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Zero Signal
2003-Jun-26, 06:01 PM
This has been nagging at me for a while. I've known for a while that certain fusion reactions, especially the proton-proton reaction, produce antimatter in the form of positrons (IIRC, it's; p + p = H-2 + positron + neutrino + energy). So what exactly is the role on these positrons? Would they quickly encounter an electron and get annihilated? Would this contribute any significant amount of energy to the star's output? So what exactly is the role of antimatter in stellar interiors?

tracer
2003-Jun-26, 07:53 PM
Well, the energy released in the proton-proton chain equals the mass difference (expressed in energy units) between what goes in and what comes out, right? So, let's calculate that:

What goes in: 6 protons.
What comes out: 1 alpha particle, 2 protons, and 2 positrons.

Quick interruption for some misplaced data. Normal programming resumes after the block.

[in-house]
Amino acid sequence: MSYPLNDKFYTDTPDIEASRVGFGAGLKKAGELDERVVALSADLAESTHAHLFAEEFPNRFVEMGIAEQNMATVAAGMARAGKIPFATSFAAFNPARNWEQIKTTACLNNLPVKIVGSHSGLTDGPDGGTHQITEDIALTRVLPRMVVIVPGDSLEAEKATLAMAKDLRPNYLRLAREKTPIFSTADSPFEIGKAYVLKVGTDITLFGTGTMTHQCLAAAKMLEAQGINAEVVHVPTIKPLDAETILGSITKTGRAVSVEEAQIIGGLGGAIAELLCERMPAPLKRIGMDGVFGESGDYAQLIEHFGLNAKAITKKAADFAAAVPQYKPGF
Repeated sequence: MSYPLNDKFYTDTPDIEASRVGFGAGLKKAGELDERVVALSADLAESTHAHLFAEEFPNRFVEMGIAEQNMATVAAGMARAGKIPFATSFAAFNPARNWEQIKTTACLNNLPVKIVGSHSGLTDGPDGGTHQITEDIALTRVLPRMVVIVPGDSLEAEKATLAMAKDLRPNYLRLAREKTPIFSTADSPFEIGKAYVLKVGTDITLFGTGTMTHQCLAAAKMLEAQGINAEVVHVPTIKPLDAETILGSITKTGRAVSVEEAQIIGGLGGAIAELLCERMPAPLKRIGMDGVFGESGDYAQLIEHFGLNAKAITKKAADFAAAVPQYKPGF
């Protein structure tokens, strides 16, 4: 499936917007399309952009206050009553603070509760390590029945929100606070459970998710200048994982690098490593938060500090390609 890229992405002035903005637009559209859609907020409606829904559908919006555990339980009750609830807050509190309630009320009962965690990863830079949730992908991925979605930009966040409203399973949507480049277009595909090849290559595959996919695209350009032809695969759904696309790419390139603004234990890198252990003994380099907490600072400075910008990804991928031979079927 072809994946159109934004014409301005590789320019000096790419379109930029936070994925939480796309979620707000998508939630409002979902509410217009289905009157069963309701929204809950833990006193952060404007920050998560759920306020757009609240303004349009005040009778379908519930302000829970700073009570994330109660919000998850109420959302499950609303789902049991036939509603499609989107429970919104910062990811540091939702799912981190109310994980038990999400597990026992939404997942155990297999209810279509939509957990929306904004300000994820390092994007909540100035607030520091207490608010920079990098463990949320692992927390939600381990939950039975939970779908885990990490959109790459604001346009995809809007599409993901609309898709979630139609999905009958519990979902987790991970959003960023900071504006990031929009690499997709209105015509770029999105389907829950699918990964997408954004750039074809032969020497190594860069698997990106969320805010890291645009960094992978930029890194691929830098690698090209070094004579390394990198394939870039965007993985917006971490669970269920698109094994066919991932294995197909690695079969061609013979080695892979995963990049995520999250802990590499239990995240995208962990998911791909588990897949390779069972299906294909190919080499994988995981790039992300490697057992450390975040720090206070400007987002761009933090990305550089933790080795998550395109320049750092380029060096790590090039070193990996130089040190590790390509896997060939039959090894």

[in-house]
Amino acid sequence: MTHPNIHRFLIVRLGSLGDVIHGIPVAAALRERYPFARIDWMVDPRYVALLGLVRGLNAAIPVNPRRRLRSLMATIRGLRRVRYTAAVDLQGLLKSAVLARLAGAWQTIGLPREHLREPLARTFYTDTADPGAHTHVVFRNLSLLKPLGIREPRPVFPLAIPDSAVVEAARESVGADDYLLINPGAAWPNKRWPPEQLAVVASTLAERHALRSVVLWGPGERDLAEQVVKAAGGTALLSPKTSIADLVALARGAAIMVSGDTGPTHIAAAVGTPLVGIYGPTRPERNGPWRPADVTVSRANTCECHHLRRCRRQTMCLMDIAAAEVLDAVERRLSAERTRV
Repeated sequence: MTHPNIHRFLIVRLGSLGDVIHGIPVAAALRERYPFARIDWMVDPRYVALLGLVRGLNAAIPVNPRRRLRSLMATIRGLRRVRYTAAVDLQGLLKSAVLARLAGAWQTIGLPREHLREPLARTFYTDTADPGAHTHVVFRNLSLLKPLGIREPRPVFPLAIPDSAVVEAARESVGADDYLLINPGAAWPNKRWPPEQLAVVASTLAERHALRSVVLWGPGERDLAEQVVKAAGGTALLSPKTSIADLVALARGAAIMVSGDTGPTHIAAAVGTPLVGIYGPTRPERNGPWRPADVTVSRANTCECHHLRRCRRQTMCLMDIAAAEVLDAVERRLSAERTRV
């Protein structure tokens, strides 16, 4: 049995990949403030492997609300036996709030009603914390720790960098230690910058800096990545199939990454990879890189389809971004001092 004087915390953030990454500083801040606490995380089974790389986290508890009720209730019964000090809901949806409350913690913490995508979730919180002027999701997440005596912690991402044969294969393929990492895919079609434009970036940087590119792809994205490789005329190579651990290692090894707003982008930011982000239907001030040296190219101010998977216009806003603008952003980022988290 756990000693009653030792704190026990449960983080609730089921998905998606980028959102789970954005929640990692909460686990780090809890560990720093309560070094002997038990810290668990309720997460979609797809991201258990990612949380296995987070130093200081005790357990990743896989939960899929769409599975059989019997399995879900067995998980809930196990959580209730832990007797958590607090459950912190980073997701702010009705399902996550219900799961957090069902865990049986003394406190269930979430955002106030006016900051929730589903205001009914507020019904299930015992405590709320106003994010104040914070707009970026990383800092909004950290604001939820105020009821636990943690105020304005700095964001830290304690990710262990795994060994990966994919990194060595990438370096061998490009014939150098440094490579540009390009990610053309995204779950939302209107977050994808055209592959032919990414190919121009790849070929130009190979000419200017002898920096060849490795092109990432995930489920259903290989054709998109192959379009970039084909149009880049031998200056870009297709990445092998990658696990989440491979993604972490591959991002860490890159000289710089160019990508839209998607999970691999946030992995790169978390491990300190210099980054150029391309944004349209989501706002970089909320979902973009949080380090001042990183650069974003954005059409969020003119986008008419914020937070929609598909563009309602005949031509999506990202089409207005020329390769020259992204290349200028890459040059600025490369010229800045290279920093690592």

(We can ignore the mass of the neutrinos emitted, or assume that they just count toward the total "energy" liberated.)

Okay, here are the rest-mass figures:
proton = 938.3 MeV
positron = 0.511 MeV
alpha particle = 3727.4 MeV

So, what goes in has a total mass of 6*938.3 = 5629.8 MeV.
What comes out has a total mass of 3727.4 + 2*938.3 + 2*0.511 = 5605.0 MeV.
The difference is a net mass-energy of: 5629.8 - 5605.0 = 24.8 MeV released in the reaction, not counting subsequent positron-electron annihilation.

If both positrons annihilate with electrons, the total energy of the gamma rays produced will be 4*0.511 = 2.044 MeV.